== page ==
Since I’m not a devotee of high-fantasy battling with fireballs and lightning bolts flying around, none of that particularly bothers me. It’s a pretty good little straight-up wargame, especially if you toss in the Advanced Rules for battlefield terrain and a few other items.

As Walt says, definitely spend $3 or so to pick up some deck protector sleeves. No sense screwing up your cards out of laziness. Also, the expansion decks add some handy (nay, critical) troops types to every army. What fun is a human army, after all, if you can’t have at least one unit of mounted knights charging around?

Extra: Chad Ellis (Yourplay) interviewed by Tom Vasel

15mm Miniature Wargaming.TAM | 15mm模型戰棋世界: [Import] Battleground: Fantasy Warfare — Japanese — Polish— Lone Star Historical Miniatures

Deathmaze PBeM: House Rule about regaining HPs

Since there doesn’t seem to be anything in the rules (short of potions and spells) for regaining HPs for Wizards (and only said potions and spells for non-wizards; a wizard can’t heal himself), it is my opinion that there’s something missing in Deathmaze. Not to worry; I have confered with another DM fan and we have created this house rule:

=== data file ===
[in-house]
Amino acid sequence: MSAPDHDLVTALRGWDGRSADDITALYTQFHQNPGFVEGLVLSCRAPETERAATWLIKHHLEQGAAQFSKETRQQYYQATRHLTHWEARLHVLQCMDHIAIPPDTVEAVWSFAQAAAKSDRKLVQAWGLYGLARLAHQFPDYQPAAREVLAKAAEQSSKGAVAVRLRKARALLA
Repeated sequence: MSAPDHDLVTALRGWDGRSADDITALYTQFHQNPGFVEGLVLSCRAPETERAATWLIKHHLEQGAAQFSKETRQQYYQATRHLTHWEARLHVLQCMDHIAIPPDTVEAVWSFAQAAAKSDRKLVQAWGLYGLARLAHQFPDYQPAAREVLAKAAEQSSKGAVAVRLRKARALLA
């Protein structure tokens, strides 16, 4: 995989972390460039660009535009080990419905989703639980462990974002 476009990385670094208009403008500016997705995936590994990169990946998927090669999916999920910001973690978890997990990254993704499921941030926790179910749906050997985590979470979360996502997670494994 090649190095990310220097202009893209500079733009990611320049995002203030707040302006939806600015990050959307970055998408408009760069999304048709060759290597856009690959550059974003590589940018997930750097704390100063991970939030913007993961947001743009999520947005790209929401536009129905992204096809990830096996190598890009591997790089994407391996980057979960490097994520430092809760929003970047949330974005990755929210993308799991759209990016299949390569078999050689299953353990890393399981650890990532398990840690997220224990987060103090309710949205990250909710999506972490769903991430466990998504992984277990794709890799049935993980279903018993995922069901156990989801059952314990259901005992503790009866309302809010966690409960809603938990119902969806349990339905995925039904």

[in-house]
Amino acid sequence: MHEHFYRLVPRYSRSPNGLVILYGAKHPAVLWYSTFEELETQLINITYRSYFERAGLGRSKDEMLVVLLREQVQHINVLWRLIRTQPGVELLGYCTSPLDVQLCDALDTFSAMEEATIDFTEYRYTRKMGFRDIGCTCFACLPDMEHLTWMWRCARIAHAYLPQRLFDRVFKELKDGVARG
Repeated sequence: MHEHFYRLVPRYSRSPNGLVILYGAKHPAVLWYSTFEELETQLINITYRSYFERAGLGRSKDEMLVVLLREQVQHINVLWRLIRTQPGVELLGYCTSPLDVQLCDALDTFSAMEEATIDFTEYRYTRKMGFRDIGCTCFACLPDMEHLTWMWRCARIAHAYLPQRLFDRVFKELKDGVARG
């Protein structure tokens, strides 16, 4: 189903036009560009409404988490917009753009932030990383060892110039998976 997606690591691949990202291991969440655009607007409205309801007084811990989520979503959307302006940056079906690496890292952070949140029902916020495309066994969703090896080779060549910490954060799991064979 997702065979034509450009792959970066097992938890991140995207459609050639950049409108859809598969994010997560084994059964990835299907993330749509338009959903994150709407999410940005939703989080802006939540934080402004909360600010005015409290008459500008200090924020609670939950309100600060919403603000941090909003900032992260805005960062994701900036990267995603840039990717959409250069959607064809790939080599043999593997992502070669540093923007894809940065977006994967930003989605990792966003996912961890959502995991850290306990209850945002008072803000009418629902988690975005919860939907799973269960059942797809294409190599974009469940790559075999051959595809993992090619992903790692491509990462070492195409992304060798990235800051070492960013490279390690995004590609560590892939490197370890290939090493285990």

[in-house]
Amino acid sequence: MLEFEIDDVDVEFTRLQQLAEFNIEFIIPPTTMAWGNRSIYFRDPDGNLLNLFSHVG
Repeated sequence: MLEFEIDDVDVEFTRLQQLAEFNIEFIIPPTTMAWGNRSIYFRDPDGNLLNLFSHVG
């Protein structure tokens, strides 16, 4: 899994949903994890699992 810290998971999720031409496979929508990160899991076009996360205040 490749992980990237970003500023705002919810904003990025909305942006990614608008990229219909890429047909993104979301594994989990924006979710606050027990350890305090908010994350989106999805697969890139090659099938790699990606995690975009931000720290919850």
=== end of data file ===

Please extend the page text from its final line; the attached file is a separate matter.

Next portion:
The Paolo Rule

A player character gains 1 HP for every 3 hours of rest. In game turns, the player takes a turn to rest (do nothing). For every turn taken resting, the player(s) must check once on the Wandering Monster table. If a WM appears, the monster’s Combat Round precedes the player’s Combat Round UNLESS a player is “Posted Guard”. Guarding Player Characters do not receive the HP benefit of Resting.”

I particularly like the guarding bit.

I will have another turn ready for posting tommorrow night; I’m in class all weekend.

ONWARD! To Turn 4 Transcript